The Rise of Celiac Disease: What You Should Know
- New research shows celiac disease is on the rise. In fact, it’s four times more prevalent than it was in 1950, and there are estimates that one percent of the American population has it.
- If you have constant stomach issues, talk to your doctor, and don’t rush to self-diagnose.
- Celiac disease is a lifelong condition and requires a good relationship with your doctor.
There sure are a lot of people talking about gluten.
Gluten is a protein in wheat that, among other things, is the main culprit in celiac disease, an immune reaction that can cause chronic diarrhea and leave sufferers exhausted. New research shows that all this gluten talk isn’t just your imagination – Celiac sease is on the rise. In fact, it’s four times more prevalent than it was in 1950, and there are estimates that one percent of the American population has it.
The most interesting recent survey focused on military personnel – a population that is considered to be in good health. The study showed that celiac disease has skyrocketed in the military; five times as many people had it in 2008 when compared to 1999 statistics.
The big question is why? There are multiple theories, but no clear-cut answer. Some folks think (logically) that it’s a combination of genetics and the environment. Could it be that we’re too hygienic – that modern society has become so sanitized that our immune systems can’t handle threats that it once would’ve been able to ward off? Or is it that gluten has changed (and it has, due largely to the engineering of wheat to create a more robust crop) in a way that our bodies can’t handle?
John Seedor, M.D.
John Seedor, M.D., chief of the Section of Gastroenterology at Taylor Hospital, says, “Gluten is a component found in the seeds of wheat and other grains, such as barley and rye. It is a thickening agent and used mostly in processed foods. Fifty years ago, homes were cooking meals from scratch. But now, many things families prepare are processed. Celiac disease develops when the individual has a heightened sensitivity to the breakdown of gluten and cannot absorb nutrients.”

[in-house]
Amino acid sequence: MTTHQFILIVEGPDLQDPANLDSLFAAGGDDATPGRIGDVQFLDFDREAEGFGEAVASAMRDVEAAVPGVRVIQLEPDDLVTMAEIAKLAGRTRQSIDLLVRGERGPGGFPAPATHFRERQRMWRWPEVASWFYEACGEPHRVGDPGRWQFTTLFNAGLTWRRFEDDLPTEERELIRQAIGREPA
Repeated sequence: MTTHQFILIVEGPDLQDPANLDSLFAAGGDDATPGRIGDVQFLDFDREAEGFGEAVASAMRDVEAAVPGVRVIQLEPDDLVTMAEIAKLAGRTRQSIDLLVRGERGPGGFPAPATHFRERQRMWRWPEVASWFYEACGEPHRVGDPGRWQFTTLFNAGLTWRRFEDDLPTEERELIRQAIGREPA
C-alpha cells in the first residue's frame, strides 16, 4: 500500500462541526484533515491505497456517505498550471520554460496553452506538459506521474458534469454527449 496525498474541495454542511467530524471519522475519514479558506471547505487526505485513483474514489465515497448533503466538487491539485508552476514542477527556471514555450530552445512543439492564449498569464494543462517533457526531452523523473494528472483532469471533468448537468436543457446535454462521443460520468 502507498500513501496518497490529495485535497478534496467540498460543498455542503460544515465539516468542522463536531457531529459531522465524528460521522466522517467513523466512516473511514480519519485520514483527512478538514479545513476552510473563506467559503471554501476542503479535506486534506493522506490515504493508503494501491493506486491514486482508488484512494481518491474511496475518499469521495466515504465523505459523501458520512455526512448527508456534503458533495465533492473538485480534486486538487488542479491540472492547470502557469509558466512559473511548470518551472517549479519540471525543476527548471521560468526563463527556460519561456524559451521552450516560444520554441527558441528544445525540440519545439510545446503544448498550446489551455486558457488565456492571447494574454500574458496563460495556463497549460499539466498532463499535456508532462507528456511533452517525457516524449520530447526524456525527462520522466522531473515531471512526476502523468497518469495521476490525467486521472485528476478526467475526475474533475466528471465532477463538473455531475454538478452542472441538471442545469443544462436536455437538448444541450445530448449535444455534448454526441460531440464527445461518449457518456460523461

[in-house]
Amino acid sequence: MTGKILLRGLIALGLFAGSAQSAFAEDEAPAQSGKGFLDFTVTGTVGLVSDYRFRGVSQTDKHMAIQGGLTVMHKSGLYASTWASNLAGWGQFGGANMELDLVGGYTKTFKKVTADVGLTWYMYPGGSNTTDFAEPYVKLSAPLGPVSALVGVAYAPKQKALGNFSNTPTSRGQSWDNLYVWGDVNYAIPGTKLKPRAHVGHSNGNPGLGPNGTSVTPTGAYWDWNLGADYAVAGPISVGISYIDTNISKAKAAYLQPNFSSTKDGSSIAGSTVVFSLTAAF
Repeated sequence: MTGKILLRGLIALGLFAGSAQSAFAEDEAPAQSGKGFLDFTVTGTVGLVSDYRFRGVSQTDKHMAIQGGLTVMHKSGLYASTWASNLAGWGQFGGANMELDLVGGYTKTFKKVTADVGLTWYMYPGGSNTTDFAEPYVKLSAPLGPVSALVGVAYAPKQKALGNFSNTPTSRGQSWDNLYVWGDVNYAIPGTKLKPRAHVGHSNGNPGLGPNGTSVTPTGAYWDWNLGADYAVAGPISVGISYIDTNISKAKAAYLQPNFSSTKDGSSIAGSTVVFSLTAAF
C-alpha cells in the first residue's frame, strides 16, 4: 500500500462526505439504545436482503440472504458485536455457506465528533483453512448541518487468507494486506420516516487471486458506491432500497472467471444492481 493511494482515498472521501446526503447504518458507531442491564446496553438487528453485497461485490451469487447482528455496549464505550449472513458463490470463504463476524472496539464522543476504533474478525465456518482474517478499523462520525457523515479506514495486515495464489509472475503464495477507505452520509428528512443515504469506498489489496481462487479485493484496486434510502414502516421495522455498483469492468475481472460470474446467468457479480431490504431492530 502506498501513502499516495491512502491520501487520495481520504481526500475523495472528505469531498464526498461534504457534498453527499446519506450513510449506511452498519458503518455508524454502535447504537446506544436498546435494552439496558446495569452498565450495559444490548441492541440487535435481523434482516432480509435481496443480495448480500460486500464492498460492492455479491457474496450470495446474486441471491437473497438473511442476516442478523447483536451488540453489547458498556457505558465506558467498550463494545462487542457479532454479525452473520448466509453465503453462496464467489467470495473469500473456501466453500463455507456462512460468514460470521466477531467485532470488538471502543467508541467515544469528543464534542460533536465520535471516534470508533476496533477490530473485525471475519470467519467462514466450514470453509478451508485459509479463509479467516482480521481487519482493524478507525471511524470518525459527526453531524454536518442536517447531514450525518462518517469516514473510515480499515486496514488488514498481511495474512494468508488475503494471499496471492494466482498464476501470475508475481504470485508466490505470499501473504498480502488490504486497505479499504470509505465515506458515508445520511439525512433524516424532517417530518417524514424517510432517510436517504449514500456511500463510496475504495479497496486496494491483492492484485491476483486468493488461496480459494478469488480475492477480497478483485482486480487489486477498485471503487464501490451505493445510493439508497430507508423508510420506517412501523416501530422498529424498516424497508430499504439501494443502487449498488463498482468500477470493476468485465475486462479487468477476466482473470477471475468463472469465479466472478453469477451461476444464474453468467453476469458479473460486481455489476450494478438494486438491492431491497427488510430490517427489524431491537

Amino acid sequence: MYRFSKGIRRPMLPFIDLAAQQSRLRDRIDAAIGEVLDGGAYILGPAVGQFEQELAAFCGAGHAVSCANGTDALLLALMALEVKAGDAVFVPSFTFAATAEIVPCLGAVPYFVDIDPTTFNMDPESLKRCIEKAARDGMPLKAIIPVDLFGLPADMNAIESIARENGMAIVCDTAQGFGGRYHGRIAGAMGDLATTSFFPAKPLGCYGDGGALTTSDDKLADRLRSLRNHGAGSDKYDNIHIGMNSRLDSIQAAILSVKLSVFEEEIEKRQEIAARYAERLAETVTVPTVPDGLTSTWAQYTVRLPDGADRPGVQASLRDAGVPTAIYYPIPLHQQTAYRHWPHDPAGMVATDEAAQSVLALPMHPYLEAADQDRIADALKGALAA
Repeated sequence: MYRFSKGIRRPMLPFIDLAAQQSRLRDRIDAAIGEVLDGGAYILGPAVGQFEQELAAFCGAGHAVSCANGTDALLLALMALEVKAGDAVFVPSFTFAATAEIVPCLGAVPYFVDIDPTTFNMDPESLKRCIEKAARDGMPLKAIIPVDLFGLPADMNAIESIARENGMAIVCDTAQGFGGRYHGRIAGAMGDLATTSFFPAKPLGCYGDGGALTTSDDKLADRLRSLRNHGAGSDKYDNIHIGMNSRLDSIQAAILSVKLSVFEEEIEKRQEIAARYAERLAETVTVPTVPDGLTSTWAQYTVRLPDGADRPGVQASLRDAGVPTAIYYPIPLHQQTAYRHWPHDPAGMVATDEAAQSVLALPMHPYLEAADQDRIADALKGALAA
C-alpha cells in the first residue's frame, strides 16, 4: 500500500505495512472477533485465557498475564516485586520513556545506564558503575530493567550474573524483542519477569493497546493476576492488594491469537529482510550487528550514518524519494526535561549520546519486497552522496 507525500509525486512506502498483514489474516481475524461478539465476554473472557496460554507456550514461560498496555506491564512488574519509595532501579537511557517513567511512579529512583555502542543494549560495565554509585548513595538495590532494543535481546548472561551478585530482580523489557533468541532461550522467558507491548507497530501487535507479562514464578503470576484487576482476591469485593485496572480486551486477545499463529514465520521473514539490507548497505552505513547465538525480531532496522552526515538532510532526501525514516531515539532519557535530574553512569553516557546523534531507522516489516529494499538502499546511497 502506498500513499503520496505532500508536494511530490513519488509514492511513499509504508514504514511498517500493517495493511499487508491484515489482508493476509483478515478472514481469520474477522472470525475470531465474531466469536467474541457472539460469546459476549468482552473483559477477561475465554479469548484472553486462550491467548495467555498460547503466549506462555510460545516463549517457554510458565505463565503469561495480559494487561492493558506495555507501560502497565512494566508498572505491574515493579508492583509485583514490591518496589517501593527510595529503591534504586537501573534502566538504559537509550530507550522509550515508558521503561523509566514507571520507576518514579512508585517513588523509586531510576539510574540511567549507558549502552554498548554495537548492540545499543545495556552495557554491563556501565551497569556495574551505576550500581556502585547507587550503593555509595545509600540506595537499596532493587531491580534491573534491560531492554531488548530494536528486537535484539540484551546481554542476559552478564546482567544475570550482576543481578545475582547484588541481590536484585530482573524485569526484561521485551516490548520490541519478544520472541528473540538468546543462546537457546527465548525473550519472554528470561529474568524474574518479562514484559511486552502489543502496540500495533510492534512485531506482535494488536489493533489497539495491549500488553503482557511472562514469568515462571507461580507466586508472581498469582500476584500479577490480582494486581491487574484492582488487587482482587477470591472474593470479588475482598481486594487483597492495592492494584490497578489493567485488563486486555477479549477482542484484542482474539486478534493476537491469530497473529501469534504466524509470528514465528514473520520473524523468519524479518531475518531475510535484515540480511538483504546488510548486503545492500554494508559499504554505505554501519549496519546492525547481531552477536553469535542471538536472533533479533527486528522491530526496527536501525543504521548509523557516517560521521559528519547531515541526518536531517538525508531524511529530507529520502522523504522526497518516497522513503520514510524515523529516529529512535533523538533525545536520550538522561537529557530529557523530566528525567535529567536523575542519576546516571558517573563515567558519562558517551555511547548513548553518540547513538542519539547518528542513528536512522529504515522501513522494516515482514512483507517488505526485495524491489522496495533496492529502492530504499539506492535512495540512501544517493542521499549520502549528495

Mark Jacobs, M.D., chief of the Section of Gastroenterology at Delaware County Memorial Hospital, says that testing and diagnosis may also be a factor. “More than three million people have the disease. Testing and diagnosing celiac disease is much easier than it has been in the past. In addition, there is more awareness of celiac disease; more people know about the condition and symptoms to look for. You would be surprised at how common it is, as much as diabetes or asthma,” he says.
There are a lot of people – some who have gluten sensitivity and some who don’t – who are choosing to go with a gluten-free diet. And while it can help people with gluten sensitivity, there’s a danger of it becoming a fad diet; you hear about celebrities and athletes dropping weight and how they’ve never felt better. Gluten-free foods may actually be higher in calories and weight loss has not been proven. It is important to work with your physician before you change your diet drastically.
Celiac disease robs the body of vital nutrients; people who have it are at increased risk for anemia and osteoporosis. People who have celiac disease and don’t eat a gluten-free diet also face a higher threat of bowel cancer and intestinal lymphoma.
“Common warning signs of celiac disease are abdominal pain, bloating, gassiness, diarrhea, constipation, lactose intolerance, nausea and fatigue. It can also mimic irritable bowel syndrome,” Seedor says.
So, if you have seemingly constant stomach issues, talk to your doctor, and don’t rush to self-diagnose. You might cause more harm than good.
But, as with any diet, you need to be cautious about dramatically changing what you eat. Embracing gluten-free foods can leave you with a lack of fiber and key vitamins. You also might suddenly be eating gluten-free pizzas and donuts that are loaded with refined sugars – not the healthiest things to be putting in your body.
“Celiac disease can present very differently in every patient. If not treated, it can cause a multitude of medical problems. It is important to work with your physician and a registered dietitian,” says Immanuel K. Ho, M.D., FACP, FASGE, FACG, chief of the Division of Gastroenterology and Hepatology at Crozer-Chester Medical Center. “Celiac disease is a lifelong condition like asthma and requires a good relationship with your doctor,” he says.
To find a Crozer-Keystone gastroenterologist, call 1-877-CKHS-GI1 (1-877-254-7441) or visit http://gi.crozerkeystone.org. For information about services at Crozer-Keystone or to find a physician, call 1-800-CK-HEALTH (1-800-254-3258) or visit www.crozerkeystone.org.